I’m very happy about the release of OCaml 4.07.0.
One thing that’s bothering me is the header for
Seq: “Functional Iterators”. To me an iterator is an object or function that will iterate, but as the next line of the docs says “The type 'a t is a delayed list”.
That is, to me
Seq.t is a sequence, not an iterator, as I understand the concept. The Iterator Wikipedia page says that "Internal iterators are higher order functions (often taking anonymous functions) such as map, reduce etc., implementing the traversal across a container, applying the given function to every element in turn. "
Maybe there’s a way of conceptualizing
Seq that I’m not seeing.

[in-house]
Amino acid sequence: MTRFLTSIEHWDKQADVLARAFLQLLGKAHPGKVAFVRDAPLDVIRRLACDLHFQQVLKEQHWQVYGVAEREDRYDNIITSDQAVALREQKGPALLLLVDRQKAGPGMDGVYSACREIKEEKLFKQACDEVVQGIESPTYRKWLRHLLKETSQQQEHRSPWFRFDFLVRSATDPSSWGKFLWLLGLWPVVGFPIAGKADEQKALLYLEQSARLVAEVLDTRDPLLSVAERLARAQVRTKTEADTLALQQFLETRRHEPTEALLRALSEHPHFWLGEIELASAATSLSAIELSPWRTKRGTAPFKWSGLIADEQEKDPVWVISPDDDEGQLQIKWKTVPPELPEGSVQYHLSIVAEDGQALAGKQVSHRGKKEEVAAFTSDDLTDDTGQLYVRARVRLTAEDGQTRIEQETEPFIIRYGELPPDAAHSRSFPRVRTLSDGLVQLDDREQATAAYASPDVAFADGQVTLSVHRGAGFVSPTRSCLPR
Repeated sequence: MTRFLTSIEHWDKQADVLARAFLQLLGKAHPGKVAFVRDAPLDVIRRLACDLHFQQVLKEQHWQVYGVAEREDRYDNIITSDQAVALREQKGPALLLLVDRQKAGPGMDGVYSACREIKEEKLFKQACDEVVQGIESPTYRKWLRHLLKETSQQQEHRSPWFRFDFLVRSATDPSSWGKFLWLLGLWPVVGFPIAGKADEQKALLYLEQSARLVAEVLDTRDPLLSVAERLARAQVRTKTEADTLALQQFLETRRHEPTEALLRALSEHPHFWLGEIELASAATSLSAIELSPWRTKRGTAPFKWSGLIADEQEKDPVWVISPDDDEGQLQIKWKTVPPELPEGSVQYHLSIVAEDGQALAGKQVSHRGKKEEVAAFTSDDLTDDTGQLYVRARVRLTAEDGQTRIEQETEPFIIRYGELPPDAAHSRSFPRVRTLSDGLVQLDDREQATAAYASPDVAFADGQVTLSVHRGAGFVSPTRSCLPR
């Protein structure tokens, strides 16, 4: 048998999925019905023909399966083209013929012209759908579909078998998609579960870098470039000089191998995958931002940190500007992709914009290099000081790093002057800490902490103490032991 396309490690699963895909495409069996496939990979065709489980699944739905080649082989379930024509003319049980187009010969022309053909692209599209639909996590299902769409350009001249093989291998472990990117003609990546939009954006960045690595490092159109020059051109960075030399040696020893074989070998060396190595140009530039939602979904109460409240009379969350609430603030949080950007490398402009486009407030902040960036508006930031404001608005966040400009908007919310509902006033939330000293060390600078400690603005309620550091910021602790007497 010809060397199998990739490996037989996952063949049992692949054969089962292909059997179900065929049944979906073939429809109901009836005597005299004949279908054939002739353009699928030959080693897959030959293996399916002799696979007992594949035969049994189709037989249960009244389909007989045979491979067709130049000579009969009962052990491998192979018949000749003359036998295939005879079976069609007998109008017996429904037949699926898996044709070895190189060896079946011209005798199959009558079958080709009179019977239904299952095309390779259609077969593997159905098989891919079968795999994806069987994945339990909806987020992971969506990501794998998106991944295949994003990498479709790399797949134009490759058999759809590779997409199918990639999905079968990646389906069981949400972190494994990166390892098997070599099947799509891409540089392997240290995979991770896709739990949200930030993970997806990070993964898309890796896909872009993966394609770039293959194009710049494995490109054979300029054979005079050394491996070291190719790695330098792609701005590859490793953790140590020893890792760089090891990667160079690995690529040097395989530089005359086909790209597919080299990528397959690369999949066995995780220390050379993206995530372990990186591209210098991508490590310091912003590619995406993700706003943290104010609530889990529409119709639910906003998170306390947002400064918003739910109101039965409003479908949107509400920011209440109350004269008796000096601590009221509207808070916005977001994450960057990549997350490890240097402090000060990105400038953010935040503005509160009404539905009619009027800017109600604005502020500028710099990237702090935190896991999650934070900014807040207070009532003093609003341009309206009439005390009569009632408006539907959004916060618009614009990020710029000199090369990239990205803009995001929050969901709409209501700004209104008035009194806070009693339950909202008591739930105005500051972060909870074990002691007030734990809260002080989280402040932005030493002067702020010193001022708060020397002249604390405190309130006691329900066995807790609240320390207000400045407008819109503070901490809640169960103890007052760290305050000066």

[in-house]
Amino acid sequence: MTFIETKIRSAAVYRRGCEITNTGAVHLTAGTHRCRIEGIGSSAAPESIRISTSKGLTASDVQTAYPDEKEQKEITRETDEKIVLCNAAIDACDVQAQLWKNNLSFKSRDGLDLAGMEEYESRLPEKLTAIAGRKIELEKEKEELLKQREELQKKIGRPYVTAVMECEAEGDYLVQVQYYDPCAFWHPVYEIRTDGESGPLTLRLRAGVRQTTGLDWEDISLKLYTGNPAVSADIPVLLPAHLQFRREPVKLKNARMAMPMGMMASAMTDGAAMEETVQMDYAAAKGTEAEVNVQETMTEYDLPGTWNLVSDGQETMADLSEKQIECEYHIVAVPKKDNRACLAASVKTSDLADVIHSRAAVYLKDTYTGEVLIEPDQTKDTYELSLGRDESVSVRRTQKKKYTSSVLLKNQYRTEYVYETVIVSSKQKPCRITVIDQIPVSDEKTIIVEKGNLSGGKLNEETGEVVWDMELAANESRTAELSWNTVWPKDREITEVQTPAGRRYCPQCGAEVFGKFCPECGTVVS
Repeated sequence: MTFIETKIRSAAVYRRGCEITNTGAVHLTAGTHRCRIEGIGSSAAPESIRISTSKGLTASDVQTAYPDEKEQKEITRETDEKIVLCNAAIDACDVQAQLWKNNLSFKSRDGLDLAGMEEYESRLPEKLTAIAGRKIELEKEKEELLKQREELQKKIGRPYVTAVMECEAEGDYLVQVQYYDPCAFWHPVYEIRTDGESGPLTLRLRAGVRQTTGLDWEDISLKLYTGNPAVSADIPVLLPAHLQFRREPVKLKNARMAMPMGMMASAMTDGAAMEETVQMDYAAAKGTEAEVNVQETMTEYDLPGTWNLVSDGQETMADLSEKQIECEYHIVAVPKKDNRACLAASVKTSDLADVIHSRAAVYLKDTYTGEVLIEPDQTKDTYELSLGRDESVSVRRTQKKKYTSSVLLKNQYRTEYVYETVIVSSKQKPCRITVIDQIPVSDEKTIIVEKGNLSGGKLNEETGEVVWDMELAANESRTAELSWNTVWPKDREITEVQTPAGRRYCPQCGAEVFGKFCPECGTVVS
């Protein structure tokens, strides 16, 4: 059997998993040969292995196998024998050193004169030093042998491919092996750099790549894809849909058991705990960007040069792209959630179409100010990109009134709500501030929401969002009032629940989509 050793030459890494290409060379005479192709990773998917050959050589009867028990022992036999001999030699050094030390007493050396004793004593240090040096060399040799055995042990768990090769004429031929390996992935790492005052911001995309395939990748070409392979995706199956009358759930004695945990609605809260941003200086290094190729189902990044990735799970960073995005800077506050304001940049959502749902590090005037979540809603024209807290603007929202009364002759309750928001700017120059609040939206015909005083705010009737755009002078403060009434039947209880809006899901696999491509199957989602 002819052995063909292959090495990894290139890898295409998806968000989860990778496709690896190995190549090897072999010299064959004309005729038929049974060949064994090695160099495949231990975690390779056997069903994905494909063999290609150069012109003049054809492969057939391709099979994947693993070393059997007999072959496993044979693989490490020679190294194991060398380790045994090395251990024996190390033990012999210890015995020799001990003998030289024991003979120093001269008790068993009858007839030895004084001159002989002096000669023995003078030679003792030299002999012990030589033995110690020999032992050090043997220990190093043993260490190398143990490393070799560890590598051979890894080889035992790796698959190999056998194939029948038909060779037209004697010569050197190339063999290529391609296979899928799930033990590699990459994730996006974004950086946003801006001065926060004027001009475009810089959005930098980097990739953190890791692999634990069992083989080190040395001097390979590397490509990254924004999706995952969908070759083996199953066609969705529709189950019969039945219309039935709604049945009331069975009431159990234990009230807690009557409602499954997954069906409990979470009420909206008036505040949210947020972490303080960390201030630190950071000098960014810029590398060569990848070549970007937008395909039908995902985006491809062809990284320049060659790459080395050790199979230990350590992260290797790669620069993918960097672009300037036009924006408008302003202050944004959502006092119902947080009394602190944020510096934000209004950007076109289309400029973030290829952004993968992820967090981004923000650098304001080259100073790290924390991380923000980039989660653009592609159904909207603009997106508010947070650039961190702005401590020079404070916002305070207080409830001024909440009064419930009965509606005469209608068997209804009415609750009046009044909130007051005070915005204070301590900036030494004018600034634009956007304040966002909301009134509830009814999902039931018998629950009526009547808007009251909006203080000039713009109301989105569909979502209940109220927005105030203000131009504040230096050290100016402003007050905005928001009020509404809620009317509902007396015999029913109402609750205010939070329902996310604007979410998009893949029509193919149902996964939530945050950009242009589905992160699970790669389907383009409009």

I am not sure there is a really established terminology with a consensus on what precisely “iterator”, “generator” etc. mean, and in particular I think that the Wikipedia page is not very good right now. That said, lazy lists are precisely “immutable external iterators” in the page’s terminology: they give you the ability to ask for the next element, or go to the rest of the iterator (which you have to pass explicitly, instead of getting it through a side-effect).
Iterators in this style are more powerful for the consumer than folds (what the page call internal iterators), for example it is easy to iterate over two sequences in parallel. This makes them a convenient thing to expose out of the standard library’s data-structures. (For more details on the fact that some APIs are better for the consumer and others for the producer, see my blog post Generators, iterators, control and continuations.)
Thanks @gasche. That way of framing things is helpful.